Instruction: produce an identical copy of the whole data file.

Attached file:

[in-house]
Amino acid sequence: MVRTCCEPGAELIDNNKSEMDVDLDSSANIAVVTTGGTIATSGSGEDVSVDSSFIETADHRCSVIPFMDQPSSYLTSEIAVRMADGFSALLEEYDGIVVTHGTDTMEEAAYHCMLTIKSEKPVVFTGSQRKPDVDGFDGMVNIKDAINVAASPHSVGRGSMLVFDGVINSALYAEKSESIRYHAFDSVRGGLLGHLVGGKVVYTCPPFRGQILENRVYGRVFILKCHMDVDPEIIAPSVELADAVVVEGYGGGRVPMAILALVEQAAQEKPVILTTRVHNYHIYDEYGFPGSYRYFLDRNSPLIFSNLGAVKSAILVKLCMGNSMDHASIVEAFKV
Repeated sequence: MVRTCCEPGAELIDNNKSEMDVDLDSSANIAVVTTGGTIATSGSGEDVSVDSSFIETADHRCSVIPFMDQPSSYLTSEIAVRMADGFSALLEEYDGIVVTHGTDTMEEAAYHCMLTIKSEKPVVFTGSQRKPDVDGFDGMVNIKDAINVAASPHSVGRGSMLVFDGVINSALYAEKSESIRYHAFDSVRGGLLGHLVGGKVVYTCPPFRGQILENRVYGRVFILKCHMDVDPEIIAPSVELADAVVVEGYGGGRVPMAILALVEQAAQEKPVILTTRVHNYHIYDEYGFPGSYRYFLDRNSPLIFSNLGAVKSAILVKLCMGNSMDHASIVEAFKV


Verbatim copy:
[in-house]
Amino acid sequence: MVRTCCEPGAELIDNNKSEMDVDLDSSANIAVVTTGGTIATSGSGEDVSVDSSFIETADHRCSVIPFMDQPSSYLTSEIAVRMADGFSALLEEYDGIVVTHGTDTMEEAAYHCMLTIKSEKPVVFTGSQRKPDVDGFDGMVNIKDAINVAASPHSVGRGSMLVFDGVINSALYAEKSESIRYHAFDSVRGGLLGHLVGGKVVYTCPPFRGQILENRVYGRVFILKCHMDVDPEIIAPSVELADAVVVEGYGGGRVPMAILALVEQAAQEKPVILTTRVHNYHIYDEYGFPGSYRYFLDRNSPLIFSNLGAVKSAILVKLCMGNSMDHASIVEAFKV
Repeated sequence: MVRTCCEPGAELIDNNKSEMDVDLDSSANIAVVTTGGTIATSGSGEDVSVDSSFIETADHRCSVIPFMDQPSSYLTSEIAVRMADGFSALLEEYDGIVVTHGTDTMEEAAYHCMLTIKSEKPVVFTGSQRKPDVDGFDGMVNIKDAINVAASPHSVGRGSMLVFDGVINSALYAEKSESIRYHAFDSVRGGLLGHLVGGKVVYTCPPFRGQILENRVYGRVFILKCHMDVDPEIIAPSVELADAVVVEGYGGGRVPMAILALVEQAAQEKPVILTTRVHNYHIYDEYGFPGSYRYFLDRNSPLIFSNLGAVKSAILVKLCMGNSMDHASIVEAFKV